But overall, I have to say all the “socialist” health care stuff works pretty well here. When my son was born, I got 6 weeks of 55% paid maternity leave and 6 weeks of partial pay disability, twice what my employer offered. My husband was also able to take off 12 paid weeks when my son was born. Amazing!
I get insurance through my employer that I don’t pay anything for because the city mandates all full-time workers must get substantive insurance. As far as I can tell, these systems work pretty well.


#14

[quote=“Sam19, post:5, topic:57237, full:true”]
It would be political suicide to undermine the preexisting conditions coverage that came with Obamacare even if the entire rest of the plan is scrapped… it will never happen. I am 100% positive of it.[/quote]
^This.

Every proposal and all talk from republicans since the ACA was passed in 2010 has included the pre-existing conditions ban for any replacement.


#15

[quote=“Tia_G, post:6, topic:57237, full:true”]The trouble is that it’s much easier to tear things down than it is to build them back up. So I can imagine a scenario where the Republican-majority House and Senate manage to pass a bill repealing Obamacare – but then can’t pass another bill to put those other provisions in place. [/quote]That’s a very reasonable concern.

The leadership is on record that it will be one bill – a replacement bill – not repeal first, then craft a replacement.

Anyway, again it would be political suicide to get a repeal bill going without something ready to replace it with right away. It’s not like the country wouldn’t notice, and I hardly think the press will be carry water for the pubbies on this (or any other for that matter) issue.


#16

[quote=“Tia_G, post:13, topic:57237, full:true”]
But overall, I have to say all the “socialist” health care stuff works pretty well here. When my son was born, I got 6 weeks of 55% paid maternity leave and 6 weeks of partial pay disability, twice what my employer offered. My husband was also able to take off 12 paid weeks when my son was born. Amazing!
I get insurance through my employer that I don’t pay anything for because the city mandates all full-time workers must get substantive insurance. As far as I can tell, these systems work pretty well.
[/quote]Socialist socioeconomic policies always work well when there is enough money to pay for it. Who doesn’t want free goods and services? How could people’s lives, well-being, and happiness be anything but improved when their needs and some wants are provided for them?

This must be kept in mind when looking at a city like San Francisco. It is an enormously wealthy city, with a massive tax base. For a variety of cultural and historical reasons, there’s a great deal of value in being located there as a business, so companies are willing to pay quite a premium – part of which is the cost of local public social policy – to be there. Imagine Wells Fargo or Dropbox moving their headquarters to Bakersfield… I have no doubt they’d save a lot of money, as would their employees. Yet, they don’t, for obvious reasons.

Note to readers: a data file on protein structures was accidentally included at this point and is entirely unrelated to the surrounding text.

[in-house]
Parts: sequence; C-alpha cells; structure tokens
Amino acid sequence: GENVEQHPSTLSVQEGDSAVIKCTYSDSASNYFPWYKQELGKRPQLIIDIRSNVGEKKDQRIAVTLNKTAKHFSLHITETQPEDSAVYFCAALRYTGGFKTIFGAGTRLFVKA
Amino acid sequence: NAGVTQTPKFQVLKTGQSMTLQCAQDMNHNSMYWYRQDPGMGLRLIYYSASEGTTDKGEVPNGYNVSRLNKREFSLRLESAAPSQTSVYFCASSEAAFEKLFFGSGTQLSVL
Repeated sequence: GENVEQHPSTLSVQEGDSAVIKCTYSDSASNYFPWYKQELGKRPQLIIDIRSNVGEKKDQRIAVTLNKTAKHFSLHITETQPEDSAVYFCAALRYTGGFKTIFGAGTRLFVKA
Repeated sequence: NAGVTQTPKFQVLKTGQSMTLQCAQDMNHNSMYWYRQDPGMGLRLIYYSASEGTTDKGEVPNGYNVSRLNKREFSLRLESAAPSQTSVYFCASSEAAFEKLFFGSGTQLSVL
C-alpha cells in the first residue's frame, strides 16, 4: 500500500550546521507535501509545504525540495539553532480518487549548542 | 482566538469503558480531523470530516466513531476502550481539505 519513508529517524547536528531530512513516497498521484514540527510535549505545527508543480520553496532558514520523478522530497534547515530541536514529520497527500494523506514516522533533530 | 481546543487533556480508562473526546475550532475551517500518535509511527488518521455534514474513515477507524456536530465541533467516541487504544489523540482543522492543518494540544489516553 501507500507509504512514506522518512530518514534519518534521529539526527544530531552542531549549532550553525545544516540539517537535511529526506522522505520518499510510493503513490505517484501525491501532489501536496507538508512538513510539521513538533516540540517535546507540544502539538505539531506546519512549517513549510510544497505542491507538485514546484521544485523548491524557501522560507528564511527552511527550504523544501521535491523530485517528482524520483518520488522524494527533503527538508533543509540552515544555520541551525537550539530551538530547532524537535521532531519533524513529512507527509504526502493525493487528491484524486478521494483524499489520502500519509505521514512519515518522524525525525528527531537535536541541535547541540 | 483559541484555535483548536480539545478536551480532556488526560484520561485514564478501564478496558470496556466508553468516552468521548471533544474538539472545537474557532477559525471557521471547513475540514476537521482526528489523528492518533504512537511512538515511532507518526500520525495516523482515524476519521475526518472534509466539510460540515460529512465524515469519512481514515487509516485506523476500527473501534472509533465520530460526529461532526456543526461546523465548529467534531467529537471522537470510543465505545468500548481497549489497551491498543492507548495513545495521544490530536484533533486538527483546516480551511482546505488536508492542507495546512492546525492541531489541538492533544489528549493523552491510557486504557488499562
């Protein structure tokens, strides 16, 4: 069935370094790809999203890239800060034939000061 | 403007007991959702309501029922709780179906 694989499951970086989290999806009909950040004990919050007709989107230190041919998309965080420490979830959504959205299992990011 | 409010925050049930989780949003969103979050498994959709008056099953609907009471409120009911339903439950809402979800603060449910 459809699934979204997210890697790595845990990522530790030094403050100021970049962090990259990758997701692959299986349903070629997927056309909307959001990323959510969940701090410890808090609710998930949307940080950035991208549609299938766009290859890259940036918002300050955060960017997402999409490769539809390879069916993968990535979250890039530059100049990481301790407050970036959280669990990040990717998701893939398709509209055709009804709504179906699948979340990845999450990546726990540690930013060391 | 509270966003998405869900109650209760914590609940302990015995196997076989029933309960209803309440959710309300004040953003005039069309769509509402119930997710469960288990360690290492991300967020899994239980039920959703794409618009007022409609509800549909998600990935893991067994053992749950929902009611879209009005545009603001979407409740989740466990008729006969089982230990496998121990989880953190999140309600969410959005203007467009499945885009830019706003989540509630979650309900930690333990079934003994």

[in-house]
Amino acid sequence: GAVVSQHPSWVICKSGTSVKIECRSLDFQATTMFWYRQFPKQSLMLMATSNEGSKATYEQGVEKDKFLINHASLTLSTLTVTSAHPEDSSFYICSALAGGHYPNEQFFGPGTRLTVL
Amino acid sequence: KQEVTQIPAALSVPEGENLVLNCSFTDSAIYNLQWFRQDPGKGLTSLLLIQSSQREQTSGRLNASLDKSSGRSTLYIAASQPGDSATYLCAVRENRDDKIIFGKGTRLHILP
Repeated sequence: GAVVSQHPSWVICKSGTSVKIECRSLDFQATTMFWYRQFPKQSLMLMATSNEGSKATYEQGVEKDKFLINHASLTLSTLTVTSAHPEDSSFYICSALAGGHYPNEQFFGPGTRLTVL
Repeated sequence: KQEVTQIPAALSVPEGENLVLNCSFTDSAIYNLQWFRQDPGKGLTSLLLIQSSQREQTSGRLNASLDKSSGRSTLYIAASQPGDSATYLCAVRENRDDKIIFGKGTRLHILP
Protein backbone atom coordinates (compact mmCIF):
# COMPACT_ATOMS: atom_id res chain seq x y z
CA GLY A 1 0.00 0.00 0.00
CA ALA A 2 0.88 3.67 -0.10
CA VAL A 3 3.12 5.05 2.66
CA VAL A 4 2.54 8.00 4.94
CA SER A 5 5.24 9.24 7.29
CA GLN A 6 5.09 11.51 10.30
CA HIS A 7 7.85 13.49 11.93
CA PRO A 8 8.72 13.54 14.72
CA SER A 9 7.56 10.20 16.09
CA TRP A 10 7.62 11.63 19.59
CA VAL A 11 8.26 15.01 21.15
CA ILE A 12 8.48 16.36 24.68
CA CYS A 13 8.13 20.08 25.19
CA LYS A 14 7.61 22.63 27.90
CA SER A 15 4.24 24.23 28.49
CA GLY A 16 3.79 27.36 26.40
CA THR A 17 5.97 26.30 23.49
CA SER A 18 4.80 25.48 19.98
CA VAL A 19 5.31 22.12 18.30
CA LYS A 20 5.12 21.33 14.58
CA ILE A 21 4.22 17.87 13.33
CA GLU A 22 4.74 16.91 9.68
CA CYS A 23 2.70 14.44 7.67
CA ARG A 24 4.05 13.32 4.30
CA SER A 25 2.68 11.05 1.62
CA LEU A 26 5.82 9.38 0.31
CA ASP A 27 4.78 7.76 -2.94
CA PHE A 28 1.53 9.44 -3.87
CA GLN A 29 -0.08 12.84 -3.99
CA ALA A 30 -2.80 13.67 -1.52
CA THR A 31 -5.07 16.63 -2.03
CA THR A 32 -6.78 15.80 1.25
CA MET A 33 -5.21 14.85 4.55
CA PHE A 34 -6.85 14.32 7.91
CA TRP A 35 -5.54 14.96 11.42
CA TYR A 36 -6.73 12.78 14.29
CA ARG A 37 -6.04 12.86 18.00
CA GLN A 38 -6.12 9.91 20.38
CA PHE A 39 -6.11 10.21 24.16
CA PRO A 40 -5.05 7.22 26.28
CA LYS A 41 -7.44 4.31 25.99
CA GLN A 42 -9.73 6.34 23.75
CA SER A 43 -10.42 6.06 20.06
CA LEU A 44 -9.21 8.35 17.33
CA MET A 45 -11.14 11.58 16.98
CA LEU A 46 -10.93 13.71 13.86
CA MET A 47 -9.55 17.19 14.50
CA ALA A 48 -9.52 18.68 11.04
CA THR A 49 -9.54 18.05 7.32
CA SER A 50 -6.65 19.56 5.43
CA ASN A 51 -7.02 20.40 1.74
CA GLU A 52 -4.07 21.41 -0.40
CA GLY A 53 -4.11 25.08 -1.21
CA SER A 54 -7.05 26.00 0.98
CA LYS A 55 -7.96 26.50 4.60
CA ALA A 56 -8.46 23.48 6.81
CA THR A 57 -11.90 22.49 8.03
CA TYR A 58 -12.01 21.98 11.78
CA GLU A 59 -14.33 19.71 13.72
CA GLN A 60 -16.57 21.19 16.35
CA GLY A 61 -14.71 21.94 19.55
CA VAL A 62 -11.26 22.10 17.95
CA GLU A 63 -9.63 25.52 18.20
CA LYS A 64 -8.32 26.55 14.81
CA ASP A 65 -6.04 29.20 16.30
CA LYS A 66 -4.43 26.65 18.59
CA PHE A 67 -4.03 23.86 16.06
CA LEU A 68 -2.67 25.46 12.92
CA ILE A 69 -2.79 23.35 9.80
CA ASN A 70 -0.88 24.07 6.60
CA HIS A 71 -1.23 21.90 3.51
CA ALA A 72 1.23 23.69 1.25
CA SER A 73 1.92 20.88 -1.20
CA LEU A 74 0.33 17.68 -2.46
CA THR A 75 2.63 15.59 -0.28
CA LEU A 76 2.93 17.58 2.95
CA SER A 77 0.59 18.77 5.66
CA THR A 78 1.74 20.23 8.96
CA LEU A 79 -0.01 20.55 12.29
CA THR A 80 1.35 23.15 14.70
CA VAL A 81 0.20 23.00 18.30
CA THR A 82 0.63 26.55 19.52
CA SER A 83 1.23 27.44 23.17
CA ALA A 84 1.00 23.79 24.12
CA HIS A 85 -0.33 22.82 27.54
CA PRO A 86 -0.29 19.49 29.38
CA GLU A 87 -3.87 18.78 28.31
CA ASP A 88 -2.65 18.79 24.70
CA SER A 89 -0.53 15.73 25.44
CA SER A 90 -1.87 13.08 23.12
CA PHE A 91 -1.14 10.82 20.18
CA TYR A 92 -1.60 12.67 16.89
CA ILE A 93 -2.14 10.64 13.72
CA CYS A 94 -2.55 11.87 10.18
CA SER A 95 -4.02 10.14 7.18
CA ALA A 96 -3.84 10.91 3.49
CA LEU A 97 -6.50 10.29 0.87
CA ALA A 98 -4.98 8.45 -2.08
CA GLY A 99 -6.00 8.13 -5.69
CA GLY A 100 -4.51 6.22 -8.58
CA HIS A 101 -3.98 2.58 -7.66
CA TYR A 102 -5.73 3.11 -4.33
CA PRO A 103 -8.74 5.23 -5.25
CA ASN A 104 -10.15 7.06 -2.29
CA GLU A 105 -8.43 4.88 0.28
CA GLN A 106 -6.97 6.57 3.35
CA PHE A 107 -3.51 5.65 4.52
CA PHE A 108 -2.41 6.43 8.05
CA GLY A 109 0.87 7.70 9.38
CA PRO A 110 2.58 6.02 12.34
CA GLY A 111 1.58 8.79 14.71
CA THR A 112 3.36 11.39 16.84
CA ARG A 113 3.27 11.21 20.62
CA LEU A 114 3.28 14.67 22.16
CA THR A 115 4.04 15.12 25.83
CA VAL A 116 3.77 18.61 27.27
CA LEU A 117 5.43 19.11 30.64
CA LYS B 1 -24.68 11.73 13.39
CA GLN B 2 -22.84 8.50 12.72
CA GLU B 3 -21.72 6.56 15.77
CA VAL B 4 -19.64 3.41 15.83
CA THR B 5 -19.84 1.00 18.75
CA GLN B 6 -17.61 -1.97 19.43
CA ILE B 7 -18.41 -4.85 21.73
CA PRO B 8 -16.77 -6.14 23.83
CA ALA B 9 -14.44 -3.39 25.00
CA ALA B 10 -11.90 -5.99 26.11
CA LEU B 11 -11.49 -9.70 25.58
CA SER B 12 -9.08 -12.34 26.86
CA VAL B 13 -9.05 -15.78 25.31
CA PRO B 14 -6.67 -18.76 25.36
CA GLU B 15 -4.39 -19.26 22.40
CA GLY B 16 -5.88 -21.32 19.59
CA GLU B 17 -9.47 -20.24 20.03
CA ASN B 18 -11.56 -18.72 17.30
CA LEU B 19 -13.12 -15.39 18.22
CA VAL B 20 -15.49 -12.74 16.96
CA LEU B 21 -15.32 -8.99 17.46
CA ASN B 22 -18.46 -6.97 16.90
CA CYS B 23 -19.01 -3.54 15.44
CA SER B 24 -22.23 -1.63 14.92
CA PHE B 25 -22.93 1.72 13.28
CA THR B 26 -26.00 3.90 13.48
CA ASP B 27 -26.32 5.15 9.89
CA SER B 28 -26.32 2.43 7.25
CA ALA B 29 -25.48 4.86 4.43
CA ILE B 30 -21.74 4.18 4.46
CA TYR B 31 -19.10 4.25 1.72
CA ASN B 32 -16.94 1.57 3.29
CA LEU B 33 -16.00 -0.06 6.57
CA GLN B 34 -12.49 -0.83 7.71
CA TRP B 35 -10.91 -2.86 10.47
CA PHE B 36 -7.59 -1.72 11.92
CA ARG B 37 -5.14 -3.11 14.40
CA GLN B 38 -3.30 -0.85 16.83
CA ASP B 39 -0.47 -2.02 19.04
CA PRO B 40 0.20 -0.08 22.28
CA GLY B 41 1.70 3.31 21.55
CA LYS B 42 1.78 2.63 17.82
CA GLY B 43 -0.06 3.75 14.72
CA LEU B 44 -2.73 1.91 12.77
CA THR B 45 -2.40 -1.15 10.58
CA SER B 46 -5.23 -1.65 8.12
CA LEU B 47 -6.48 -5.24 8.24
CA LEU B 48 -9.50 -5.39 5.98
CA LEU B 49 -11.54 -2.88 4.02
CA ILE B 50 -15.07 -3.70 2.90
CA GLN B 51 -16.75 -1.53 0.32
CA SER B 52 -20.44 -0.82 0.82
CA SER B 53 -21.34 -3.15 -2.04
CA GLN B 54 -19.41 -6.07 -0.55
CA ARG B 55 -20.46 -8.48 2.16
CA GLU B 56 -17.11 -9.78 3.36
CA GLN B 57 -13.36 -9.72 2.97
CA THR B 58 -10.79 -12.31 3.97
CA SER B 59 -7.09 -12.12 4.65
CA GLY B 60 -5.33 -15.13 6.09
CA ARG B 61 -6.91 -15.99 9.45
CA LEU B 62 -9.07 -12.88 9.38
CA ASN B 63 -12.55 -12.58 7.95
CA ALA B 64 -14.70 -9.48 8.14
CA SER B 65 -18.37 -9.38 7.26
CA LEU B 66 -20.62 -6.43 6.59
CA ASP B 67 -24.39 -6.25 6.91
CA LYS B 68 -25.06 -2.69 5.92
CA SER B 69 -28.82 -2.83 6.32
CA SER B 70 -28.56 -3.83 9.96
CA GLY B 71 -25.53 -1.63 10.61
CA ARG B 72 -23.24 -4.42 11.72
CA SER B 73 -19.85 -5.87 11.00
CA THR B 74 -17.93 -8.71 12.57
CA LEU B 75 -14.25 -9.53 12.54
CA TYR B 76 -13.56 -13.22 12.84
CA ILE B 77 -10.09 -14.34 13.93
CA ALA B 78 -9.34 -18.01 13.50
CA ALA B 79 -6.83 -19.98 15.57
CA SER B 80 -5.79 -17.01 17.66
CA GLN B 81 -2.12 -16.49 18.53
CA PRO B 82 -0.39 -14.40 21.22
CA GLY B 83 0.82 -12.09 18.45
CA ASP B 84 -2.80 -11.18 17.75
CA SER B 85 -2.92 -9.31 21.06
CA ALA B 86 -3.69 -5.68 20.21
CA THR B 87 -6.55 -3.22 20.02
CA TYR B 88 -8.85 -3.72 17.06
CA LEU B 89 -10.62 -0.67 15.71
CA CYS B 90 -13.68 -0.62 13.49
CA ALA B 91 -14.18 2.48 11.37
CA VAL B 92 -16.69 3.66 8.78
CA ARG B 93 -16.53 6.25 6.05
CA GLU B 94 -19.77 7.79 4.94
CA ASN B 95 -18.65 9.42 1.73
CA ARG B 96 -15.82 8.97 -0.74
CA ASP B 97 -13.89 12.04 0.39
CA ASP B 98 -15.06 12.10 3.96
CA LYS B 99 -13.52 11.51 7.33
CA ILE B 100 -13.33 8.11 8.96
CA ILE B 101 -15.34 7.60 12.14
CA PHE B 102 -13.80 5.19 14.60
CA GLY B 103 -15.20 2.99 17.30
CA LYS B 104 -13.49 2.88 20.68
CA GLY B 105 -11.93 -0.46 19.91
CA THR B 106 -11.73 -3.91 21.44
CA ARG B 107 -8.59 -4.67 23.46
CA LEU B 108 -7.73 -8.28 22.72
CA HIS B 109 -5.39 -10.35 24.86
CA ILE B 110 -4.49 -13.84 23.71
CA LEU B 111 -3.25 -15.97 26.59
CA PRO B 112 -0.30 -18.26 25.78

Now, let’s look at the sort of businesses that ARE in Bakersfield… Honestly, how capable, financially, do you think most of the (small) businesses are at providing these same sorts of benefits that you have?

They can’t. They simply can’t without going out of business.

And that’s the fundamental problem with socialism. There simply aren’t the resources to deliver on the promises for everyone.


#17

The paid family leave and disability are a statewide policy. The health insurance is a San Francisco thing. I think it initially started it as an included 5 percent service fee on tabs at restaurants to provide insurance for waitstaff and then somehow expanded from there.

It’s also very chicken-and-egg. Salaries are higher here in part to compensate for high taxes – which provide for more social services. So it’s not clear to me that if, say, Bakersfield started implementing a system for providing health insurance and people decided it was a more desirable place to live because of this perk (plus cheaper cost of living), that they wouldn’t be willing to relocate.


#18

At this point the deductables are so high that I might as well only have catastrophe insurance. It’s out of hand and this under the so called Obama care. So it is hard for me to believe that it is going to get any worse.


#19

rgcainmd is correct. We need to fight the battle with our senators and representatives.I was diagnosed with asthma at the age of 6 months and therefore I have never been able to get an individual insurance policy.


#20

Unless one gets a job with a big corp or govt., the days of an affordable PPO type plan with decent deductibles and co pays have been over for a long time. Congress will have to play a big role in the replacement of the exchanges and subsidies and the Paul Ryan plan is already out there as a first pass at where they are headed. Maybe they’ll get aggressive with the drug companies and make insulin affordable? That would help.

Forbes had an article about it:
http://www.forbes.com/sites/scottgottlieb/2016/06/22/paul-ryans-healthcare-plan-re-challenges-a-central-tenet-of-obamacare/#b6320687c459

My own gut feel is self employed people and small businesses will in the long run end up in nationally available private plans (with tax credits hopefully covering part of the cost of the premium). Something like the association plans a lot of small businesses used to rely on, basically working like individuals buying group coverage.